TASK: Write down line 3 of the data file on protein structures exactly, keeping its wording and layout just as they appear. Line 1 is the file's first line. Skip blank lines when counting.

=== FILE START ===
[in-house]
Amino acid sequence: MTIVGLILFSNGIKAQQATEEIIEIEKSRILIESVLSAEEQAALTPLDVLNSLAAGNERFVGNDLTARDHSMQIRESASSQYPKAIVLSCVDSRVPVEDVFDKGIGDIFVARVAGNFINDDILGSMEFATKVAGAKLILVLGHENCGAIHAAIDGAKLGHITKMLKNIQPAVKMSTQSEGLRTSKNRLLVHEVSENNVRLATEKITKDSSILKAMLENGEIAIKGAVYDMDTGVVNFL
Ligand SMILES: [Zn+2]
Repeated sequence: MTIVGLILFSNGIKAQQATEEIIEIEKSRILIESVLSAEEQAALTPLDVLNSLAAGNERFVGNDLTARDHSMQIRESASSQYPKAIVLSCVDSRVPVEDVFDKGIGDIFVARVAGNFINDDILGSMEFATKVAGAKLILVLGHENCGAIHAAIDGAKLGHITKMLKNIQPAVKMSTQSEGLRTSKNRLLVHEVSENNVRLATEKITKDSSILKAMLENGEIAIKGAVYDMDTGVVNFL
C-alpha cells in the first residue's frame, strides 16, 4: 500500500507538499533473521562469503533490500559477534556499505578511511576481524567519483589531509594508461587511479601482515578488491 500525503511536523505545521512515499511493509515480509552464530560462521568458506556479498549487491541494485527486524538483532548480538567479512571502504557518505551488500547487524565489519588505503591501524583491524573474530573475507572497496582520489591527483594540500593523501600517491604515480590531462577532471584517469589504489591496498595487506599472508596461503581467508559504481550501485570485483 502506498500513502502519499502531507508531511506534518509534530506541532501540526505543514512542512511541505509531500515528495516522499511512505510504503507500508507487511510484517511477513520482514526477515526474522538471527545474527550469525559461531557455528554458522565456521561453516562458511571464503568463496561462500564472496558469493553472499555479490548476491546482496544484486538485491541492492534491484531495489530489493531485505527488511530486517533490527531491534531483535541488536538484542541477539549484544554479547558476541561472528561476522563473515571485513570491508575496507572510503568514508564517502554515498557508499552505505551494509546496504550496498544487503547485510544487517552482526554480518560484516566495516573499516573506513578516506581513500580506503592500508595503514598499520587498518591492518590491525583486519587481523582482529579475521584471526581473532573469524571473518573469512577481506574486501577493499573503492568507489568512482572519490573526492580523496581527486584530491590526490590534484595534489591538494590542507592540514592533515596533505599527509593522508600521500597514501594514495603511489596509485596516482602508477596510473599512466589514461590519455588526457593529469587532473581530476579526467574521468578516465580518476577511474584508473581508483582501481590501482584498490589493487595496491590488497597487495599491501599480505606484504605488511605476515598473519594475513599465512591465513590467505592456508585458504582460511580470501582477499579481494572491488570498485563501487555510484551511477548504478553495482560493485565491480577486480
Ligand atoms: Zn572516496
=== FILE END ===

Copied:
Ligand SMILES: [Zn+2]